For an idea of how to do the recursion within the HtmlVisitor::visit( IComposite $composite ) class method, have a look at the last post I made in this thread below, as it's this implementation that I use for the bulk of my Views

    http://www.sitepoint.com/forums/showthread.php?t=288046

    Anyways, questions if anyone has any, I'll try to answer if possible as always,

    The Good Doctor
    Last edited by Dr Livingston; Aug 10, 2005 at 13:37.

  15. #290
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    Quote Originally Posted by Dr Livingston
    (...)
    Thanks, the latter part helped a lot. I still don't get it because I'm on a totally different mindset, but I'll definitely have to look into this.

    How do you share data in the Composite structure? It looked like data is private to each node.

  16. #291
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    Hello,

    At the moment data is commonly shared, is put in the Visitor (HtmlVisitor for example) as all Composites visit this visitor... But as you note, one Composite cannot share data with another Composite, and this I've not found a solution to either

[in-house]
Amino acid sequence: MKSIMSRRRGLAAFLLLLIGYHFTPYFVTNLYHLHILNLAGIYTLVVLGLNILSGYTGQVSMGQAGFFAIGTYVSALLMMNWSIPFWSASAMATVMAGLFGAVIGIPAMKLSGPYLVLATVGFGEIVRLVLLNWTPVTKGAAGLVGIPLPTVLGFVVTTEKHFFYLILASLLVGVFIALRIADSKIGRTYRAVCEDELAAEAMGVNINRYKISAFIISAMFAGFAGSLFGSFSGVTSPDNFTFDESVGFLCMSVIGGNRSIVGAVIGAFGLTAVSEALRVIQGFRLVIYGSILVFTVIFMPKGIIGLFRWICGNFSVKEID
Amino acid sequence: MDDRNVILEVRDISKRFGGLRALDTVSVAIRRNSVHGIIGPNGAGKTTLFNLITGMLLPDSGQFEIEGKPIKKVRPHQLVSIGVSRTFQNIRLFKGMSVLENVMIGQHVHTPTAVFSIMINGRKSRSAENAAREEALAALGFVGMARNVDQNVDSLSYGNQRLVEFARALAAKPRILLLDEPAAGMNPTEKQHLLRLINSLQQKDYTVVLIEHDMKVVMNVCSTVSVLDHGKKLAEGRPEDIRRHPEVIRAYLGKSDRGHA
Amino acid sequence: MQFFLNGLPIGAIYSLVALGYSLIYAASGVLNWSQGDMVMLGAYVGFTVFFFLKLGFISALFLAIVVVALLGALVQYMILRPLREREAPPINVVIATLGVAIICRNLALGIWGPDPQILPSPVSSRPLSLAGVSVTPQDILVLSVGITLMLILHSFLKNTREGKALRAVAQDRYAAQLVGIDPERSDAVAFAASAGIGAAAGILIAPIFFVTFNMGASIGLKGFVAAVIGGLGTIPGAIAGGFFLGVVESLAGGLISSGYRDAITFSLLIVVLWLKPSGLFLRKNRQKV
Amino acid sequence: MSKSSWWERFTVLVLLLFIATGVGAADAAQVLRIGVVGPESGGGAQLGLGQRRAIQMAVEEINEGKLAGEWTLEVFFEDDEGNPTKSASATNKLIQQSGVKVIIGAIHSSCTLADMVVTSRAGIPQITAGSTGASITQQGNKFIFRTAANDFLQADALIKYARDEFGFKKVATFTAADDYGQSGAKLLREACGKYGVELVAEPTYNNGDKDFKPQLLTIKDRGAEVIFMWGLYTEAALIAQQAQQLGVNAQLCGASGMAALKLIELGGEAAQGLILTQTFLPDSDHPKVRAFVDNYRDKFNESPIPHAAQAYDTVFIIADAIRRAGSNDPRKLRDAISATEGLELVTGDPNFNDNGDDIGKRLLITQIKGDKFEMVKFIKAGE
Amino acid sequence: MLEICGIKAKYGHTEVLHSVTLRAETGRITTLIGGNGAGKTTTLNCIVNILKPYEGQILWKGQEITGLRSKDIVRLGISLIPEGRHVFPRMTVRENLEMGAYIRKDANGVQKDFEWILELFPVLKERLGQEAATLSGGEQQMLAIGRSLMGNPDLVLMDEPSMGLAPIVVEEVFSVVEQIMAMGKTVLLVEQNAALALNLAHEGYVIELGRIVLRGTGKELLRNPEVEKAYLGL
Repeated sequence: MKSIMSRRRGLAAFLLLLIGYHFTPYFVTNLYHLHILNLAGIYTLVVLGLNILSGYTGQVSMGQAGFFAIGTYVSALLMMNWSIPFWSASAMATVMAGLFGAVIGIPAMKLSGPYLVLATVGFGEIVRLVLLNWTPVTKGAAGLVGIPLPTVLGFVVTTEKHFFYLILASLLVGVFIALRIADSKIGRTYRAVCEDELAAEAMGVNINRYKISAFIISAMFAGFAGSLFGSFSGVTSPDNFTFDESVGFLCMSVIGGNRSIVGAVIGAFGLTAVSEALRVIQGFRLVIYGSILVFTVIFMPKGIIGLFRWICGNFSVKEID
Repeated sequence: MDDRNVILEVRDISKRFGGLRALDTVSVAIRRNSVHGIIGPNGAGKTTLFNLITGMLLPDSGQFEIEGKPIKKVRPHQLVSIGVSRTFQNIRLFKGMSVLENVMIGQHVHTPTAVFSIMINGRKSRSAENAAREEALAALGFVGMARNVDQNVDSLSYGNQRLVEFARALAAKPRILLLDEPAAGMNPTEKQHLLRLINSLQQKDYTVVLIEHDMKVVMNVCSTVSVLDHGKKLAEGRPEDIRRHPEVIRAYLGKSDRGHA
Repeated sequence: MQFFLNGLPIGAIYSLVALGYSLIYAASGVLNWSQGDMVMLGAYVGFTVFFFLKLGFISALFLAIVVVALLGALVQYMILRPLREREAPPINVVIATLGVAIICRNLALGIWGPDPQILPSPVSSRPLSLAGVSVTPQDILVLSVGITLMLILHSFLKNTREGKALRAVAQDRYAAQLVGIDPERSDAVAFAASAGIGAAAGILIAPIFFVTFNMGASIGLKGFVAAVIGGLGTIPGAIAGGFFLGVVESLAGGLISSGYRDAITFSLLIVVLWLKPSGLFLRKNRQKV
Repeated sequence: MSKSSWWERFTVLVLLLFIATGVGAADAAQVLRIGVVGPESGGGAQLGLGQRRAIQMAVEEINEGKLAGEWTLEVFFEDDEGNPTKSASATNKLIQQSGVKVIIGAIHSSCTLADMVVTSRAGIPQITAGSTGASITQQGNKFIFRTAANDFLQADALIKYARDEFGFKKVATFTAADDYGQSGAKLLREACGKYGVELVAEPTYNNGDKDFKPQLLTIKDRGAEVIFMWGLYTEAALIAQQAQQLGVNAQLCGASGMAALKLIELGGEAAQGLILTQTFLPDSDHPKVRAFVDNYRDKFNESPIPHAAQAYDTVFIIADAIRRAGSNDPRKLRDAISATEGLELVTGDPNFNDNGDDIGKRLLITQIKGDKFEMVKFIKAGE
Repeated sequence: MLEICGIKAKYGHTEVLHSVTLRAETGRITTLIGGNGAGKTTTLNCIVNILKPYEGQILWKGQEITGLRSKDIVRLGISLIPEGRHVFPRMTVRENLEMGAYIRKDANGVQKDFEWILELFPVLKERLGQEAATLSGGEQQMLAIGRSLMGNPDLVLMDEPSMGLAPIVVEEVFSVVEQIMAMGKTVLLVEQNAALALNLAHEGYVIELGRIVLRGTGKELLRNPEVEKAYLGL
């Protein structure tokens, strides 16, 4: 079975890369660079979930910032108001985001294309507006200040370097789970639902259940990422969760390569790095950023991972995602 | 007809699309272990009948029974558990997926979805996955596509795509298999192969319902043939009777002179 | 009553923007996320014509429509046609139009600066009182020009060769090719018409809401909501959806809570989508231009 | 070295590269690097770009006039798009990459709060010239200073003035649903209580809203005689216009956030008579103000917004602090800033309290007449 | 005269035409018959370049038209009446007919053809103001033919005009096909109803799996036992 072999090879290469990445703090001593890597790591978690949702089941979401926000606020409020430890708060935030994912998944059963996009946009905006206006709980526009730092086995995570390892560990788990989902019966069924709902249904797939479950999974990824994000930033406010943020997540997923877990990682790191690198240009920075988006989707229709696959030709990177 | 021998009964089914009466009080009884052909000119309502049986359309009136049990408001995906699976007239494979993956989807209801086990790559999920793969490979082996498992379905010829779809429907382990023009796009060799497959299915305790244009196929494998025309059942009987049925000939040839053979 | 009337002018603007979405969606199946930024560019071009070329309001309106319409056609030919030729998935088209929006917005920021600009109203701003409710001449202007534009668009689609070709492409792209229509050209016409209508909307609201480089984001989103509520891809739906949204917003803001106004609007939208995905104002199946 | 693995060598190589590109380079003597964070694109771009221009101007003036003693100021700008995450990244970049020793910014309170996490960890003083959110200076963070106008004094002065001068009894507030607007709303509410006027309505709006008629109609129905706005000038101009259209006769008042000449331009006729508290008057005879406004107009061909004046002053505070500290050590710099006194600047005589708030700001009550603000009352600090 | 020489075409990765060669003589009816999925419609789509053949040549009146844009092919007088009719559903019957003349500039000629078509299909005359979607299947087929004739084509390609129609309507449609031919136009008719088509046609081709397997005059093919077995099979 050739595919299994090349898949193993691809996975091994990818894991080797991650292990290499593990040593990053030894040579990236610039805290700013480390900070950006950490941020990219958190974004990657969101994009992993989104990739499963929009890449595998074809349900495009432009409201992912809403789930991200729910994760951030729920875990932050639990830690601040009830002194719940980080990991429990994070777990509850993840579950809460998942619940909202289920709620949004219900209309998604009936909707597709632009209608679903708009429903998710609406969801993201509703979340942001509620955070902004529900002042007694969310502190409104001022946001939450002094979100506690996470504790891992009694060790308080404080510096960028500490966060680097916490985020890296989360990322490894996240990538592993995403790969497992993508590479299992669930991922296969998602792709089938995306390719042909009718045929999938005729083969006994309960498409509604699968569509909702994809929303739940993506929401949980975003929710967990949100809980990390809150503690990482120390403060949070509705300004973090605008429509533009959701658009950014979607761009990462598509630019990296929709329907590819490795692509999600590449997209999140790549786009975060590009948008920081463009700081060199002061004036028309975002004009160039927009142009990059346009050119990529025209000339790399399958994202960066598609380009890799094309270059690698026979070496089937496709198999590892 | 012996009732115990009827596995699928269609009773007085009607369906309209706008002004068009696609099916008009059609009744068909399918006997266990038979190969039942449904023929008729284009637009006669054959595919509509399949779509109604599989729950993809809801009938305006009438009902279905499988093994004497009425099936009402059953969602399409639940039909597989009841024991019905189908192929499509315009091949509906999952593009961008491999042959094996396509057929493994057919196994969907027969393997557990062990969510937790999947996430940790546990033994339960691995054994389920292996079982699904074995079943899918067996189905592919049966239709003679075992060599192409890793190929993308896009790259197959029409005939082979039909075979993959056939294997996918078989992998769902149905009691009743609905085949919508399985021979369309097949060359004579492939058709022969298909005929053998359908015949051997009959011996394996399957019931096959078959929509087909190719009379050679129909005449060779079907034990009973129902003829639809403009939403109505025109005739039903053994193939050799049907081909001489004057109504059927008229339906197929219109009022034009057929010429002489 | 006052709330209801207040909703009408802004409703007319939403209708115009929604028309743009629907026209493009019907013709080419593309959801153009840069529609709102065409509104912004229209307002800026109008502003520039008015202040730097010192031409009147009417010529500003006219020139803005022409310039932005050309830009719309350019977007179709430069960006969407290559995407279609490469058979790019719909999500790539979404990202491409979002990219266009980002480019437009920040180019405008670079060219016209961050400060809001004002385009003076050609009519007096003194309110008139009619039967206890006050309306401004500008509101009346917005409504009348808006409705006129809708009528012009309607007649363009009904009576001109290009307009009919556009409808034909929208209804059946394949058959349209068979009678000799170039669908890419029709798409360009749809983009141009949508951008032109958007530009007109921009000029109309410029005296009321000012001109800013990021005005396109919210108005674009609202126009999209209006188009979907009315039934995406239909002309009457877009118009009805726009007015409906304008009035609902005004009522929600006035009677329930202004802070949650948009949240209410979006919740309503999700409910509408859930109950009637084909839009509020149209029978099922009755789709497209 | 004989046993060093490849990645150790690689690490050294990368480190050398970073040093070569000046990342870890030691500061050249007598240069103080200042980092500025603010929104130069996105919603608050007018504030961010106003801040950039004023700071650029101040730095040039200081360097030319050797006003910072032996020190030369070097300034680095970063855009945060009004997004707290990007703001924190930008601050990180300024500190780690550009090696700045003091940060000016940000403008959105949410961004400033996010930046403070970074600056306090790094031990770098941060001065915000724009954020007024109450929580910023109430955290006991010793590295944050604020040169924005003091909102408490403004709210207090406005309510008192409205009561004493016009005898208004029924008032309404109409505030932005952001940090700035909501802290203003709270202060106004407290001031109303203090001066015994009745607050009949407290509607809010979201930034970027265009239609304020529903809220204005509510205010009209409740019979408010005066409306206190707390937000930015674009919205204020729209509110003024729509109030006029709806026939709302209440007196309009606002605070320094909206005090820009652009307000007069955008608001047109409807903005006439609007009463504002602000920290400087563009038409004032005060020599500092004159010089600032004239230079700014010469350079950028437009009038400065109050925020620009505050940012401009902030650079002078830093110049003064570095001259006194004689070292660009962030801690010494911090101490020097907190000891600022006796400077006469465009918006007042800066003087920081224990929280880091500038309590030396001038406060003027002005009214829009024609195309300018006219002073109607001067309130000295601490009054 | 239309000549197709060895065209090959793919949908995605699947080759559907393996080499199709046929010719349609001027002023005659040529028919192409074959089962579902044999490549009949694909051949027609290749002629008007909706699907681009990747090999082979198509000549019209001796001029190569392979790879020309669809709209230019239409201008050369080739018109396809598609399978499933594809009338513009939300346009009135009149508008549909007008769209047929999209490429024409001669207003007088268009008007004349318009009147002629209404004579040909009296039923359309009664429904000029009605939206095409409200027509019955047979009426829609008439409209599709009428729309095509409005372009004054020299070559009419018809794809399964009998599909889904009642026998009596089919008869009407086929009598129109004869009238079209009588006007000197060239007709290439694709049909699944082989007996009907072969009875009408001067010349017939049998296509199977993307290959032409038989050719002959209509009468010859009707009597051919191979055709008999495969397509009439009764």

But I have an idea though... A stack of some sort yes? For example, as each Composite visits the Visitor, if it has data, it'd (the Composite) would push the data onto the stack, and through out the recursion process, another Composite would take a peek at this stack, and pop data off it, if it requires to do so? Likewise, it too could push it's own data to the stack, but...

    Once the lower child Composites have been processed, they no longer can access a higher Composites data, so it's like a one way street,... [EDITED AS NEED MORE THOUGHT ON DIRECTION OF COMPOSITE INTERACTION]

    Can't have your cake, and eat it at the same time I suppose?

  17. #292
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    Quote Originally Posted by Dr Livingston
    Almost forgot...

    PHP Code:
    $home = new HomeComposite();
    $body = new HomePageBodyComposite();
    $breadcrumb = new BreadCrumbComposite();
    $body -> attach$breadcrumb );
    $footer = new HomePageFooterComposite();
    // ...
    $html = new HtmlVisitor$request );
    $xml = new XmlVisitor$request$html );
    // ...
    $home -> accept$html );
    $body -> accept$xml );
    $home -> attach$body );
    $home -> attach$footer );
    // ...
    echo( $html -> render() );
    // ...